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First Women Inducted Into Sul Ross Group

Hannah Lang '18 March 19, 2020 10:37 AM updated: March 19, 2020 5:23 PM


Fifty-five years after becoming some of the first women to graduate from Texas A&M, Holley King ’65 and Sallie Sheppard ’65 are still breaking barriers.

Earlier this month, King (pictured left) and Sheppard (pictured right) became the first two women to be inducted into the Sul Ross Group – a group of Classes that have celebrated 55 years or more since graduation.

The Sul Ross Group reunites annually in College Station, and held their 2020 reunion the first weekend of March. This year, the Class of 1965 was inducted into the group, and along with it, the first two women joined the ranks. We sat down with Sallie Sheppard to hear her thoughts on this milestone.

Growing up around College Station, Sheppard knew she wanted to be an Aggie from a young age. This dream became a possibility when in April 1963, the A&M Board of Directors (now Board of Regents) made the decision to allow women to enroll in classes on a limited basis. By that time Sheppard had already begun college classes at the University of Texas, but “it didn’t take me very long to decide I would move back.”

Despite being one of the first people to break an almost-100-year-old status quo, Sheppard remembers those early days on campus with a smile. While there were some surprises, she was set on her goal. “I found it a fairly easy transition, because now I was finally an Aggie… that’s what I always wanted.”

She credits her experiences at A&M for developing not only a strong academic foundation, but “a confident sense of self” that has continued to serve her. “I think in my career, that’s been very helpful. To not be afraid to stand up, and say what I had to say.”

Sheppard graduated with both bachelor’s and master’s degrees in mathematics from A&M, and went on to earn her doctorate in computer science at the University of Pittsburgh. After finishing her doctoral studies, she learned that Texas A&M was hiring. “It was that same Aggie Spirit that called me to come back and teach,” Sheppard remembers.

She was back where she belonged, this time as a professor – and she’d stay for 22 years. “That sense of family was here as a student, and was still here when I came back as a faculty.”  Sheppard worked as a professor for 12 years, before transitioning into the provost’s office for another decade of service to Aggies. After retiring from A&M, Sheppard and her husband moved to the United Arab Emirates, where they helped open the American University of Sharjah – and made the school color maroon.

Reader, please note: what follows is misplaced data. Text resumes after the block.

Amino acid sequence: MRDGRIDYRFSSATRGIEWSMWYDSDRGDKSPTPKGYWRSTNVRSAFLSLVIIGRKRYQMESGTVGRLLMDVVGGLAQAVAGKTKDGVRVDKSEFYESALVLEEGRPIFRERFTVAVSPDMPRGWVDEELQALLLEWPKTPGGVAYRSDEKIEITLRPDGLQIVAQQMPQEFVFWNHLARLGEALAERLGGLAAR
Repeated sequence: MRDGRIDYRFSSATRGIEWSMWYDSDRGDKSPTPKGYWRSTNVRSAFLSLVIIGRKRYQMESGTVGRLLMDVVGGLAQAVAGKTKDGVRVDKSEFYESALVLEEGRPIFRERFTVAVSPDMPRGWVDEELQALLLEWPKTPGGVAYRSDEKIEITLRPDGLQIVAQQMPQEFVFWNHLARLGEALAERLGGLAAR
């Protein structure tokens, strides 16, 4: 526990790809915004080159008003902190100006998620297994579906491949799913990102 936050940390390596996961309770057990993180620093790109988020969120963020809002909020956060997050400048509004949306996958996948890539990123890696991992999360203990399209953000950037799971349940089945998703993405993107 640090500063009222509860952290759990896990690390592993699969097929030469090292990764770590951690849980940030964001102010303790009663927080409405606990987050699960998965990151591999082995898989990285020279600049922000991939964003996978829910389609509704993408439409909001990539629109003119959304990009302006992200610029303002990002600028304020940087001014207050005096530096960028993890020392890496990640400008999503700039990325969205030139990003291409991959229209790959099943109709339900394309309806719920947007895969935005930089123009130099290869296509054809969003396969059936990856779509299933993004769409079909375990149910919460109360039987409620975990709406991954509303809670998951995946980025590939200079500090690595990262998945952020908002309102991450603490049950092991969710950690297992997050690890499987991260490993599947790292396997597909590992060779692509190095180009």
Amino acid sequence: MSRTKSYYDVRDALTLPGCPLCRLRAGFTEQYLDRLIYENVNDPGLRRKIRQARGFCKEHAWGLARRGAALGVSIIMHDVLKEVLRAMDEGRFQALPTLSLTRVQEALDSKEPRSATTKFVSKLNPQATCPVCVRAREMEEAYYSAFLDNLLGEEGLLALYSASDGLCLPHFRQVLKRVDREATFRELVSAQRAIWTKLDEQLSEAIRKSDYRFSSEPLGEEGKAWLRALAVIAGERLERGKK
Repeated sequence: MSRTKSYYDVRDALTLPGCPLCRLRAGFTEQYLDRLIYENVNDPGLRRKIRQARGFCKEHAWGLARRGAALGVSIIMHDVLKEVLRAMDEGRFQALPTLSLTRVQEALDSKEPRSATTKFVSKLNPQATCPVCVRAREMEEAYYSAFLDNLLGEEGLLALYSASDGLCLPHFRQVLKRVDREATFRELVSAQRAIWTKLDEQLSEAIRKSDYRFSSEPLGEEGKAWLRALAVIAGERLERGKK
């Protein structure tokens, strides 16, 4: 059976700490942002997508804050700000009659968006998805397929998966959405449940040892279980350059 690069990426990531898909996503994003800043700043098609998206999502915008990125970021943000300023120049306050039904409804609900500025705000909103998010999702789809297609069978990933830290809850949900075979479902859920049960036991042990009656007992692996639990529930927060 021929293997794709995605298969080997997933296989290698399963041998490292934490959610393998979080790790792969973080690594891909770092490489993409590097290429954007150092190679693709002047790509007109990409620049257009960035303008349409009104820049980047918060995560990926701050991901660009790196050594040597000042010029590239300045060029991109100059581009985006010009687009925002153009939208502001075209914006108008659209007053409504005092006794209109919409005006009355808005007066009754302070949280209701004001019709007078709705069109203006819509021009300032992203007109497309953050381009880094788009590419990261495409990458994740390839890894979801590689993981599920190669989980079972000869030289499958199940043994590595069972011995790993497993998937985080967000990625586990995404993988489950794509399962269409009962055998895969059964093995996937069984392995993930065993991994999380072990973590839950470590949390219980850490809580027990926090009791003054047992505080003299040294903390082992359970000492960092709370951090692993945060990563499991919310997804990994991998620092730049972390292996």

The couple now lives in Austin, and were thrilled to return to campus for the Sul Ross Reunion. “It’s fun to go into a room full of maroon,” she said with a laugh. She’s grateful for the ways that the Sul Ross Group provides opportunities to continue to connect with and serve her beloved university. Fifty-five years since her days as a student, Sheppard is confident that “A&M has maintained its core spirit.”

In light of all her accomplishments and trailblazing, Sheppard states that what she is most proud of is “just being an Aggie.” She looks forward to the day when this year’s graduating class will be inducted into the Sul Ross Group decades from now: “I hope they can still say being an Aggie is special, and that they’re happy and proud to be an Aggie.”

The Association of Former Students facilitates Class Reunions like the Sul Ross Group Reunion. For more information about the Sul Ross Group, click here. To see your Class news and learn of upcoming reunions, visit

The Association of Former Students has a bold vision to engage 100,000 donors annually for Texas A&M by the end of 2020. To learn more, visit To help us help more Aggies, make a gift at

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